The Inquirer

‘Ready Player One’ adaptation nearly ran out of lives

%28L-R%29+MARK+RYLANCE+as+Anorak+and+TYE+SHERIDAN+as+Parzival+in+Warner+Bros.+Pictures%27%2C+Amblin+Entertainment%27s+and+Village+Roadshow+Pictures%27+action+adventure+%22READY+PLAYER+ONE%2C%22+a+Warner+Bros.+Pictures+release.
(L-R) MARK RYLANCE as Anorak and TYE SHERIDAN as Parzival in Warner Bros. Pictures', Amblin Entertainment's and Village Roadshow Pictures' action adventure

(L-R) MARK RYLANCE as Anorak and TYE SHERIDAN as Parzival in Warner Bros. Pictures', Amblin Entertainment's and Village Roadshow Pictures' action adventure "READY PLAYER ONE," a Warner Bros. Pictures release.

Courtesy of Warner Bros.

Courtesy of Warner Bros.

(L-R) MARK RYLANCE as Anorak and TYE SHERIDAN as Parzival in Warner Bros. Pictures', Amblin Entertainment's and Village Roadshow Pictures' action adventure "READY PLAYER ONE," a Warner Bros. Pictures release.

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“Ready Player One” by Ernest Cline was a fantastic book that engages the inner nerd in everyone, but the movie fell into a pop culture garbage fest more than anything else.

To readers, you will rarely find a movie as good as the book when you compare the two. “Ready Player One” is no exception.

The novel is chocked full of 80’s pop culture references in which the characters, Art3mis, Wade Watts, Aech and the rest of the world try to learn as much as they can to gain control of the Oasis, a virtual reality world created by James Halliday.

With Halliday’s passing, he opens up the challenge of finding three keys to get to the Easter egg that would give the entire virtual world to the user who won.

Cline sets up the first challenge to be on the planet Ludus, a planet where online school is held.

This is where the first gate is discovered, first by Art3mis who fails the challenge of an old school Atari Joust game and then Wade, who ends up beating the challenge.

The movie opens up, diverging with the book, with a race scene where each player has their own vehicle of choice to go through a city with various obstacles and has King Kong blocking the finish line.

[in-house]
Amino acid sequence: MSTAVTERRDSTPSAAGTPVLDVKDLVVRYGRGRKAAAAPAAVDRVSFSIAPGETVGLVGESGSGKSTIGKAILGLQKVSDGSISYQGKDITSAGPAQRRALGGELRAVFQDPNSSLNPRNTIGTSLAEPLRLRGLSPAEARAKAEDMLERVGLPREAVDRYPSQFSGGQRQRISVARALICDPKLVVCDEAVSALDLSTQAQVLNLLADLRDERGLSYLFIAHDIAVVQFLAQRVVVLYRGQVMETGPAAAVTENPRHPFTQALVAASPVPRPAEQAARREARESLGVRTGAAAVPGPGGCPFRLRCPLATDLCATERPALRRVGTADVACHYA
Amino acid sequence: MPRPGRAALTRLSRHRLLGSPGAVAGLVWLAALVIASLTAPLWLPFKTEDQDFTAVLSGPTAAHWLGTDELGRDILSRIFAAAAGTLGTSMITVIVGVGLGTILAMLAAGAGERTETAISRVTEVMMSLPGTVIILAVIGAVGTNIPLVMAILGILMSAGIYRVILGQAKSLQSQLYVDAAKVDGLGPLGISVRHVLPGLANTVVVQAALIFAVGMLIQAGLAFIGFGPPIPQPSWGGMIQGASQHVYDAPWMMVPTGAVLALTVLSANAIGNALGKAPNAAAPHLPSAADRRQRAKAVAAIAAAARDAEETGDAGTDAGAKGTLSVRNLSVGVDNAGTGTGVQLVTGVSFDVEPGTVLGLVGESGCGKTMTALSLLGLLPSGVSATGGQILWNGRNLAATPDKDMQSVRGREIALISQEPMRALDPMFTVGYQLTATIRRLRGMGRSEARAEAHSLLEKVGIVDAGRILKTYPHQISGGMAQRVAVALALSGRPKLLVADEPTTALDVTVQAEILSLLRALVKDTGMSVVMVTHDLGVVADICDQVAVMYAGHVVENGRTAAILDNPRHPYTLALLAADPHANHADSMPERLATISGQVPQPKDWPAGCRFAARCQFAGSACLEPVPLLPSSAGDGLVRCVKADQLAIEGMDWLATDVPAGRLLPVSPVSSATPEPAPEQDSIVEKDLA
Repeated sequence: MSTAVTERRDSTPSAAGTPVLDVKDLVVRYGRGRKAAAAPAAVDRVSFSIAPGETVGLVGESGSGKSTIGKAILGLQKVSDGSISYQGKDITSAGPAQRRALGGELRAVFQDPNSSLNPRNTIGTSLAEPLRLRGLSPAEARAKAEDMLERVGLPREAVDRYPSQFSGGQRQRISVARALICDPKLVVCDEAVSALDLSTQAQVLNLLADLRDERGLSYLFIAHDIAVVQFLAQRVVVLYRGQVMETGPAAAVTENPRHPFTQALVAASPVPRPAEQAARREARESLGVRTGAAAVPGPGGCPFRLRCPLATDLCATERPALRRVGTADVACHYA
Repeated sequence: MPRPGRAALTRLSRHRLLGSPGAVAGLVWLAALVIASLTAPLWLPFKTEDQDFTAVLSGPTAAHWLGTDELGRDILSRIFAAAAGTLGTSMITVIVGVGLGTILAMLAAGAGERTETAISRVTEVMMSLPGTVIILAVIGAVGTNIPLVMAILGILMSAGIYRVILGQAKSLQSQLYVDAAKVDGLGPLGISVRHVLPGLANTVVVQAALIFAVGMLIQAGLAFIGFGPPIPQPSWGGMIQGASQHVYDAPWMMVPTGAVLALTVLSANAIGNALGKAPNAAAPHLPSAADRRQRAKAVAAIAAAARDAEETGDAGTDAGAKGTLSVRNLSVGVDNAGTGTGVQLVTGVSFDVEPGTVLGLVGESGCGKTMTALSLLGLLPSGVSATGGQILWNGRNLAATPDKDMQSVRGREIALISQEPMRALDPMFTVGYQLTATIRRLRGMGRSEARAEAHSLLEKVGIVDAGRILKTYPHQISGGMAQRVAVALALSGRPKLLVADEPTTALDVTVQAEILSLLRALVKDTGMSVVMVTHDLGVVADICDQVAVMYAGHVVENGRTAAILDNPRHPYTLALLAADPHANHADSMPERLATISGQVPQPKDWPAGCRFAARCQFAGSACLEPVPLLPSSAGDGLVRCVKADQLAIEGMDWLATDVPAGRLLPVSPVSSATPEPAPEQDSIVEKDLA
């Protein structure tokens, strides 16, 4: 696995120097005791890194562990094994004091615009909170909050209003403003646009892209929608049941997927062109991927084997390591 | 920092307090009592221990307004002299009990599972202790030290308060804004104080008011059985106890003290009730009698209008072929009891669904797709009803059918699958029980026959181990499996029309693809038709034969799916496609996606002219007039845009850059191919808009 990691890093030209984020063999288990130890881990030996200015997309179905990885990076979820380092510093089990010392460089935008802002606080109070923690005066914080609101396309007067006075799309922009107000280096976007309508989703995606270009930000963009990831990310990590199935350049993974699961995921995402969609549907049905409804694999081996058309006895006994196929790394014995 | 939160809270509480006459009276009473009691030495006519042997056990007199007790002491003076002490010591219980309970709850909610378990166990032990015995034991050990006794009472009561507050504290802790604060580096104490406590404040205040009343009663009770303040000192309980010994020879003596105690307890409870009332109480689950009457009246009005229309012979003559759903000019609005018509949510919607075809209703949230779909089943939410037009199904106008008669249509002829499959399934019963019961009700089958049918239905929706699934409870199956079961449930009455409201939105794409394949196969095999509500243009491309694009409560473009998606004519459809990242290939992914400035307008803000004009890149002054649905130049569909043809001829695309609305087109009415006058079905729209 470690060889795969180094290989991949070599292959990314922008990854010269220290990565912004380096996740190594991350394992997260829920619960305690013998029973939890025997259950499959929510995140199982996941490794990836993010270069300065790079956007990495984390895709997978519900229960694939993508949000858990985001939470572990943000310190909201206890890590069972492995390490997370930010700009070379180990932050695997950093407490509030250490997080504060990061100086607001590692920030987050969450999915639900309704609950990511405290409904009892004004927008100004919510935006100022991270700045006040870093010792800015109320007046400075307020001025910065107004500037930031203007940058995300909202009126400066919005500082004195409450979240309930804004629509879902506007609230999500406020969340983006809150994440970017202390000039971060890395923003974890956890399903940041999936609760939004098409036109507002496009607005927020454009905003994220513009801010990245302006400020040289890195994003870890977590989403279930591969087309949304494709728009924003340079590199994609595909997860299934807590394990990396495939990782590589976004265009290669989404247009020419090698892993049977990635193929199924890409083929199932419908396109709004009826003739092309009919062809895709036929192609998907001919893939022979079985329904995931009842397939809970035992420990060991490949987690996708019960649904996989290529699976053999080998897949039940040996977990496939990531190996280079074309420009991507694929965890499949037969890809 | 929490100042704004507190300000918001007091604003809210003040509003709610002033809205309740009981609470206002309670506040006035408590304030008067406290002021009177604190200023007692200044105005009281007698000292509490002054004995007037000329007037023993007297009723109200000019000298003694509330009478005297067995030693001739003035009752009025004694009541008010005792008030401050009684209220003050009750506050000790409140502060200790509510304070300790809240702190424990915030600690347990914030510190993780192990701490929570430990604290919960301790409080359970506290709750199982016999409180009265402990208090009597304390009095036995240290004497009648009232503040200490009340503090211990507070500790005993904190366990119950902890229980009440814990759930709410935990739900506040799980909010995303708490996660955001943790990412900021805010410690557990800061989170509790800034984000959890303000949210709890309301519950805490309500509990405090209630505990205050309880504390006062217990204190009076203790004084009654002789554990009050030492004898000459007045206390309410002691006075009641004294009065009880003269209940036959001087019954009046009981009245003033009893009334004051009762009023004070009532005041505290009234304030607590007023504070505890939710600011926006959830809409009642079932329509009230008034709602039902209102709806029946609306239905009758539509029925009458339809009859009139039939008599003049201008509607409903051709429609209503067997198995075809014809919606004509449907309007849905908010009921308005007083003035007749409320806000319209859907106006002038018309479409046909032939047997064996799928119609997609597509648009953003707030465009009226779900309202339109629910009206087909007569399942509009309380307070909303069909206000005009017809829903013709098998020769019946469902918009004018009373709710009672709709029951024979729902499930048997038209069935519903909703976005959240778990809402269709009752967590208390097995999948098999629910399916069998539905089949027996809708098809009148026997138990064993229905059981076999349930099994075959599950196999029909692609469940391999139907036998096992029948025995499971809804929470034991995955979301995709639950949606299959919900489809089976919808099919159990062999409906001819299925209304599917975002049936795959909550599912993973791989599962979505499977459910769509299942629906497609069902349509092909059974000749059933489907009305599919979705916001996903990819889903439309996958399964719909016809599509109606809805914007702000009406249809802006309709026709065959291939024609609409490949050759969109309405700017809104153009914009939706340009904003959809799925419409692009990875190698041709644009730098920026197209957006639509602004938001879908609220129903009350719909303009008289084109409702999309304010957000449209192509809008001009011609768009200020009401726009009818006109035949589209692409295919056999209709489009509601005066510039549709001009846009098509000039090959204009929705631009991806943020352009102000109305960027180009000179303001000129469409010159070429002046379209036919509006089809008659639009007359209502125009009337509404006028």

This giant gorilla is one of the first show stoppers that director Steven Spielberg put into the movie that rivets the audience.

The opening racing scene, while impressive visually with its CGI, shows a bit of a weak point in the script in terms of understanding the gamer mentality as pointed out by Rich Evans from Red Letter Media.

If you’re nitpicky or elitist it can come off as a disingenuous respect for gaming.

Aech and Wade meet in a chat room of Aech’s, and that’s where readers of the book discover I-r0k, an annoying hunter for the egg that the game’s creator put in.

In the film, we meet I-r0k in the Oasis. Functioning as a pet and magical henchman for the head of an evil corporation called Innovative Online Industries, or IOI.

I-r0k is sent to kill Wade’s avatar Parzival, to remove competition for the head of IOI Nolan Sorrento.

Sorrento wants to take over the Oasis so he can fill it with advertisements and a pay wall.

Spielberg tries to make heavier scenes humorous, decreasing the seriousness that Cline originally sets forth in the book.

The full scope of Wade’s determination is not fully grasped by the movie, shown by the reference that Halliday uses in the riddles being easily found out through Anorak’s Journals, a space in the Oasis where any member can peruse through Halliday’s life.

However, in the novel, Wade and the other hunters have to research and familiarize themselves with every bit of  80’s culture and beyond that Halliday associated with in order to try to understand what each challenge and riddle entailed.

A major shift from the book is the way Spielberg portrays Wade as a love crazy boy who drowns Art3mis in his affection from the beginning.

This quick romance on screen is a lot more understandable when it was over a period of months in the novel.

Art3mis also gives herself up to IOI headquarters, playing the damsel in distress for Wade, while in contrast, Wade puts himself into IOI headquarters on purpose, with a plan to expose IOI and all their lies.

Spielberg instead plays into the trope of helpless woman, putting Art3mis into a weak position where she needs to be saved.

Another weak point is that the message of the book and movie, about ads becoming super prevalent in the Oasis as a bad thing, were shown heavily throughout the movie and during the climax of the film.

Overall, Spielberg succeeds in creating a fun alternate world that with the help of CGI transporting you into the Oasis and turning this movie into a classic, suspenseful, action packed movie that Spielberg created and that we all have come to love.

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‘Ready Player One’ adaptation nearly ran out of lives